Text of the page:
"Steady on the water" is what we jotted on a notepad that was crumpled from our 75 mph check ride. The shredded notepaper was all the reminder necessary of the eye-watering speed.
Your personal Nitro Z-8 might not hit this top speed after you load up the dedicated storage compartments with tackle, gear, gas and everything else bass anglers keep on board, but our test team would expect you to hit the low 70s. We also think in midrange cruising speeds, you'll be impressed (maybe surprised) with the remarkable fuel efficiency of the OptiMax engine.
In bass boats, like most performance rigs, blistering hole shots aren't the objective so we didn't punch the stopwatch, but we did appreciate the short amount of horizon loss — a byproduct of a hull that's aggressively speed-oriented. More important to us were the midrange speeds and comfortable driving position. Cruise speed is relative for bass-tournament contestants, who are often more concerned about minutes of casting than gallons per hour, but we skimmed the boat around our test lake taking in the dashboard view at stately 40, 50 and 60 mph throttle settings anyway. "Easy to control, comfortable in chop," was scrawled in wind-driven, tear-stained notes. Even quartering across wakes at 45 degrees left us "hanging on loosely" to either the throttle and wheel or the chicken handles conveniently mounted near the passenger seats.
Next, we went into a cove and kicked out the trolling motor, and then pulled it up again to see how easily it found its place. It was set up well, and steering it was eased by recessing the pedal in the deck. Our Nitro tech guy showed us how the foot-pad pocket was removable to ease changing motors, servicing cables or other connections.
Dual rod lockers gave so many rod slots, we'd be tempted to just throw life jackets and other gear in the starboard compartment. Tackle compartments below the deck gave easy access to utility tackle boxes — you could leave them locked in the boat 24/7 with the heavy-duty hatch locks or tuck them in a utility bag and cart them home at the end of the day. They'll drop back into their dedicated slots in a heartbeat.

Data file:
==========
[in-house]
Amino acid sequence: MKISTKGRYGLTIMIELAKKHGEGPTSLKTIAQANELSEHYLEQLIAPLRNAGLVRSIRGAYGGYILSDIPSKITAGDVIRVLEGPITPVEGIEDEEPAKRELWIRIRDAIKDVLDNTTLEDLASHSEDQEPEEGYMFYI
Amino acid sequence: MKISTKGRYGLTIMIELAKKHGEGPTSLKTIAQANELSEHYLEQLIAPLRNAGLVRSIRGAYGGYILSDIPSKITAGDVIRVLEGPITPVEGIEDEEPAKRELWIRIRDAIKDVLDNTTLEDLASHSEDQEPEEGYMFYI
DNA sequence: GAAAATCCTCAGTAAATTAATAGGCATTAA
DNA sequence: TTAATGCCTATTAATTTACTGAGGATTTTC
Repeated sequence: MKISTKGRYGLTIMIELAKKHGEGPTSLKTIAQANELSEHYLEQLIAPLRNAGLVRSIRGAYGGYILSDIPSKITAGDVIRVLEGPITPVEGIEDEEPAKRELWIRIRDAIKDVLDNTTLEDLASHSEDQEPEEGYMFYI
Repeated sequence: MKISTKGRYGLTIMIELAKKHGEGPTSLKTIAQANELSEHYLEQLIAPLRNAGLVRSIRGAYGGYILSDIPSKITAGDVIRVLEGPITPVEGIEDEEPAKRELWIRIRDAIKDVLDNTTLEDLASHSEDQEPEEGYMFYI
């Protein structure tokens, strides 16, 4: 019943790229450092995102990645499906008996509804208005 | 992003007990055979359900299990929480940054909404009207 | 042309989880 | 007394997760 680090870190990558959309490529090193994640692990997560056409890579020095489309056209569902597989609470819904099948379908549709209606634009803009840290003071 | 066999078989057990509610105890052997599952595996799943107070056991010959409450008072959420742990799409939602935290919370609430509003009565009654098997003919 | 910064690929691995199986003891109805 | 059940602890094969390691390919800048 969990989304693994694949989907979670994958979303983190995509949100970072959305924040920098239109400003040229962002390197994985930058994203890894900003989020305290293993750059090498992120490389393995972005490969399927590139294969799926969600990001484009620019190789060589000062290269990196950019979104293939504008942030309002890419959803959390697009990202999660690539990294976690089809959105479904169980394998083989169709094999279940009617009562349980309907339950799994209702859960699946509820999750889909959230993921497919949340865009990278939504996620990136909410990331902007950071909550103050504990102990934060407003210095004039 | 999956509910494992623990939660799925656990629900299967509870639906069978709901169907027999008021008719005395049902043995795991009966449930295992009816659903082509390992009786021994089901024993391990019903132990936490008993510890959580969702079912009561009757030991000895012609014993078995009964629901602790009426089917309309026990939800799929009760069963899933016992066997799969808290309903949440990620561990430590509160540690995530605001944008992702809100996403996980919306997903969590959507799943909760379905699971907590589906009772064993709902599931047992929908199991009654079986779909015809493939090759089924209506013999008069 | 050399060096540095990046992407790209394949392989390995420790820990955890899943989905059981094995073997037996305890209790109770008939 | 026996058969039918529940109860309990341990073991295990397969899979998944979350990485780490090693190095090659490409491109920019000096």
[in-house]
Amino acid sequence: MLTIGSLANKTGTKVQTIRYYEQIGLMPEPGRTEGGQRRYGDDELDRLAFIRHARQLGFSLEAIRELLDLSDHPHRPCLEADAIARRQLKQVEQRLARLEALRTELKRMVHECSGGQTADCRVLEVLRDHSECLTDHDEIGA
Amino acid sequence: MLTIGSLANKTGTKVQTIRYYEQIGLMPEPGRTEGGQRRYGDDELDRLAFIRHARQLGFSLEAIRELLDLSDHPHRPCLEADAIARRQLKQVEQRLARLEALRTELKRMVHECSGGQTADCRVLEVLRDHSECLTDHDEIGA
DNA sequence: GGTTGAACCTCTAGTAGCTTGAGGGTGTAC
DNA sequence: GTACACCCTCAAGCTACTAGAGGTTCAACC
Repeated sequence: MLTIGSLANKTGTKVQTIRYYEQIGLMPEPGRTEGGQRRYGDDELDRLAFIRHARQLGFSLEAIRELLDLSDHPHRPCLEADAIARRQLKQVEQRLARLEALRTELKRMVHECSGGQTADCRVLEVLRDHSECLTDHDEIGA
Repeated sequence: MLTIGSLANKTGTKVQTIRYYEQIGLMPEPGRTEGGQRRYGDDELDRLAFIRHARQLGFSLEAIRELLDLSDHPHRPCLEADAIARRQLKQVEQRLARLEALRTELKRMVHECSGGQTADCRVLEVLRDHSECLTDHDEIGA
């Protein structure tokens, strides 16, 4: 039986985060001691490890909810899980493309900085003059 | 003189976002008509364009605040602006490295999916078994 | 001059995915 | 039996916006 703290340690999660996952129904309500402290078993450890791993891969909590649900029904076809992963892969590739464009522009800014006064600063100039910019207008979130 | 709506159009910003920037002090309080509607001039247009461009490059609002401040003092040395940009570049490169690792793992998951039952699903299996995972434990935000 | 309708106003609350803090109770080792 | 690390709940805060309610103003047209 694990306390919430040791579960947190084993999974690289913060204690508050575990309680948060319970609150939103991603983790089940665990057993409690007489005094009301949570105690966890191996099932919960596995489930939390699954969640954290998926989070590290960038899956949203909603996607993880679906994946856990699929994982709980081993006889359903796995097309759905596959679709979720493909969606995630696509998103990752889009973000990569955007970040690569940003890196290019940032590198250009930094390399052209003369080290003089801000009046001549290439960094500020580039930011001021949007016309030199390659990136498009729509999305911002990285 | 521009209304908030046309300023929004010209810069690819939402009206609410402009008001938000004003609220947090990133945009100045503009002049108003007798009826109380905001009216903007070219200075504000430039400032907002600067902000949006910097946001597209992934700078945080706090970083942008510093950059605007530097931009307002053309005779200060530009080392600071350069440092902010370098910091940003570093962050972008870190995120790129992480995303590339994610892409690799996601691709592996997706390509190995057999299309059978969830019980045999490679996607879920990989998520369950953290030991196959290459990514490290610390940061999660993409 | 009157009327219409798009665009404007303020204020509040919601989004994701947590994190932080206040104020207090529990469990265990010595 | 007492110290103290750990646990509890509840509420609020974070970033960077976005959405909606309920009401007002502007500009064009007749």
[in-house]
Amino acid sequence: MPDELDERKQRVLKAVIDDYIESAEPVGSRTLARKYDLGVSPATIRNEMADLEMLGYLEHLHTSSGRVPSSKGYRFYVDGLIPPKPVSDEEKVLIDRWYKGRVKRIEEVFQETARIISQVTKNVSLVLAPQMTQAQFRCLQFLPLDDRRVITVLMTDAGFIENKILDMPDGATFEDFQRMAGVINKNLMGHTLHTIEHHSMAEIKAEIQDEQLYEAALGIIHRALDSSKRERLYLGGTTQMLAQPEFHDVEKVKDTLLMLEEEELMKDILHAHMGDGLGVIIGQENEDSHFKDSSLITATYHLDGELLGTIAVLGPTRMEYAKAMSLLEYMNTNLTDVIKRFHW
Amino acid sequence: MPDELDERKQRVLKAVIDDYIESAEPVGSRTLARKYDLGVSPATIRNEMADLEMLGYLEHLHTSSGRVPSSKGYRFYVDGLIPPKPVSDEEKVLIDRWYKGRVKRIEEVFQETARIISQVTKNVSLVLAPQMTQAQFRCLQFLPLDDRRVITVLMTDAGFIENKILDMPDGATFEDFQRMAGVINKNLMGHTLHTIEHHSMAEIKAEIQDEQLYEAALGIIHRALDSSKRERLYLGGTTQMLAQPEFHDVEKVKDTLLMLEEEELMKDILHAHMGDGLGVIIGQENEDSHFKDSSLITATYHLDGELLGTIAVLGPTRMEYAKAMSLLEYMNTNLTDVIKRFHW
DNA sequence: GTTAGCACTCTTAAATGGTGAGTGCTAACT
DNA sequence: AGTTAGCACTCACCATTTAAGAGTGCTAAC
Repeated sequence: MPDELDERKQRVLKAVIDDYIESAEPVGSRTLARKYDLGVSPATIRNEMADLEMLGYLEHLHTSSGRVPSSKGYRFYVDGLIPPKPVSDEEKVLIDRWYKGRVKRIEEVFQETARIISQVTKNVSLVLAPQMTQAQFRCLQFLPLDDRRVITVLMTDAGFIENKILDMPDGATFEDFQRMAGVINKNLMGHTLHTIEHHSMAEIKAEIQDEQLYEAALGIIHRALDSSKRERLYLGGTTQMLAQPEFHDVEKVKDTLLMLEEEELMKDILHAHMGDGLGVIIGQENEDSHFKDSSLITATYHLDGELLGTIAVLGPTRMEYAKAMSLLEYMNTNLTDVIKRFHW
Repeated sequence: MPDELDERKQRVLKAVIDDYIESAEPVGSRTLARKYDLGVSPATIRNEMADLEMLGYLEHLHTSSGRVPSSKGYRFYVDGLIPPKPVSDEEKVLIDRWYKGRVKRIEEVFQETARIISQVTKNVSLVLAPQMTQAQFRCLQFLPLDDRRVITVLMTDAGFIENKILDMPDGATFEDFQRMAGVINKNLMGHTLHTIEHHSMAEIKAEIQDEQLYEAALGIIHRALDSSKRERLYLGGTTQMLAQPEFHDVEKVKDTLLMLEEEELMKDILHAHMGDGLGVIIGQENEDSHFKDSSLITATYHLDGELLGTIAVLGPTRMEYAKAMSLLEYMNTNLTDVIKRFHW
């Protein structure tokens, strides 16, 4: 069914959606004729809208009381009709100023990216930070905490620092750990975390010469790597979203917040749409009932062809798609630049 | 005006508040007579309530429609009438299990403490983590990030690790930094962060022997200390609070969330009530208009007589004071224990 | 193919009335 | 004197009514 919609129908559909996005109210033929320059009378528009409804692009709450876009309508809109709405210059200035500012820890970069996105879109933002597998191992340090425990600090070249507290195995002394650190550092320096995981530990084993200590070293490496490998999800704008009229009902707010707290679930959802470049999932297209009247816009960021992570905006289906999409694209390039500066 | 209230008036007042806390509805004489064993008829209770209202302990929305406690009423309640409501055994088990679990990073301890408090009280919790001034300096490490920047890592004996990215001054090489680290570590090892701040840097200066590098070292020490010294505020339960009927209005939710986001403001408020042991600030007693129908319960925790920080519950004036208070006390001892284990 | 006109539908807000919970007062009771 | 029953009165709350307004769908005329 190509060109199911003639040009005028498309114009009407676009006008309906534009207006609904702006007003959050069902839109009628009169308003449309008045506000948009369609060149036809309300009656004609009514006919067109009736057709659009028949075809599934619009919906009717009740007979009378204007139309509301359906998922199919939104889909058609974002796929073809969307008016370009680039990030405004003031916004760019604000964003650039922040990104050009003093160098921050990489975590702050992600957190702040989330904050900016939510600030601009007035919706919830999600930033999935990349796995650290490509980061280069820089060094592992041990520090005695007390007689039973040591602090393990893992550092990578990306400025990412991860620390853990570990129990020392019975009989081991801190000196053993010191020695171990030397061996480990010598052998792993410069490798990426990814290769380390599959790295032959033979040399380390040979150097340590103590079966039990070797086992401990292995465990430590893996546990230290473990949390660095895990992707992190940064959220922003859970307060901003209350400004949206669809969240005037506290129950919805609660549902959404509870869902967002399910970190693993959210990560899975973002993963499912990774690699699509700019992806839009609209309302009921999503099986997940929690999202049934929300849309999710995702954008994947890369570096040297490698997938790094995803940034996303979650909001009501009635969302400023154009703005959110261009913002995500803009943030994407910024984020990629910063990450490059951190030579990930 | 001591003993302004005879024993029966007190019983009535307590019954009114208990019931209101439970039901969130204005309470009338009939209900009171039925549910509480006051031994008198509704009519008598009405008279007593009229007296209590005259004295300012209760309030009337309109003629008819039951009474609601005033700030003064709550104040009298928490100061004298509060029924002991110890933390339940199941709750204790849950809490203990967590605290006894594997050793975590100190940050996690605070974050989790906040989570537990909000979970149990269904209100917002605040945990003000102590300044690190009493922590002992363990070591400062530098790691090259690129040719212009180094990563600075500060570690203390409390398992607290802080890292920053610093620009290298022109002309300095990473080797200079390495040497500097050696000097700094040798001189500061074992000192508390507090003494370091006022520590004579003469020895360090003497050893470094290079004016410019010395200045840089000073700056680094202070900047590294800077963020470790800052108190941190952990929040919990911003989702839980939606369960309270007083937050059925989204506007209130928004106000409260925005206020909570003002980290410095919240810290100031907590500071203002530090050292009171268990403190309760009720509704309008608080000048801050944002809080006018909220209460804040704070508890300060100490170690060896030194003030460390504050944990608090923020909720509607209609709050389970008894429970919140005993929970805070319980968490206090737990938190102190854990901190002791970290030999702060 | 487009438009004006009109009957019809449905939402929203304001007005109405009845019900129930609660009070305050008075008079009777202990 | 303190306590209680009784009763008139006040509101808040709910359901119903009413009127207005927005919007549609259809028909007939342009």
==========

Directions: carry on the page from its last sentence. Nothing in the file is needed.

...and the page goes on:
Nitro has eased the climb to the deck by supplying a step. Underneath, it is a wastebasket and cooler. Aft, dual livewells with automatic controls were easy to access while kneeling on the seats.
None of the Z-8's practical applications would be much fun to own without the bling we've come to expect from bass boats. So, it sports a racy metal-flake finish and plenty of crisp striping and color accents. We'd say it's stable but speedy, with just enough flash for fun.
Key Note: The Z-8 helm station gives a clear view of instrumentation over the steering wheel and offers comfortable ergonomics for easy control.
• Instrumentation pods to the left and right of the depth finder are easy to read at high speeds.
• Centered Lowrance fish finder is ideally positioned to search for fish-holding structures.
• Reboarding ladder increases angler safety and enhances recreational opportunities.
• Recessed trolling motor foot-pedal pocket makes steering the electric motor comfortable.
• Blue-finished livewell interiors make culling easier by improving visibility inside.
• Step pads between the three-across main seating preserves the upholstery.
- Vital Stats
- Length Overall(w/platform): 20'1"
- Beam: 8'
- Dry Weight: 1,950 lb.
- People/Weight Capacity: 4/1,000 lb.
- Fuel Capacity: 55 gal.
- Maximum HP: 250
- MSRP (w/Mercury Optimax 250): $42,585
- NMMA Certified: Yes
- Test Drive
- Test Engine: Mercury Optimax 250
- Test Prop: Tempest 26
- Test Load: People (400 lb.); Fuel (20 gal.)
- Top Speed: 74.2 mph @ 5,800 rpm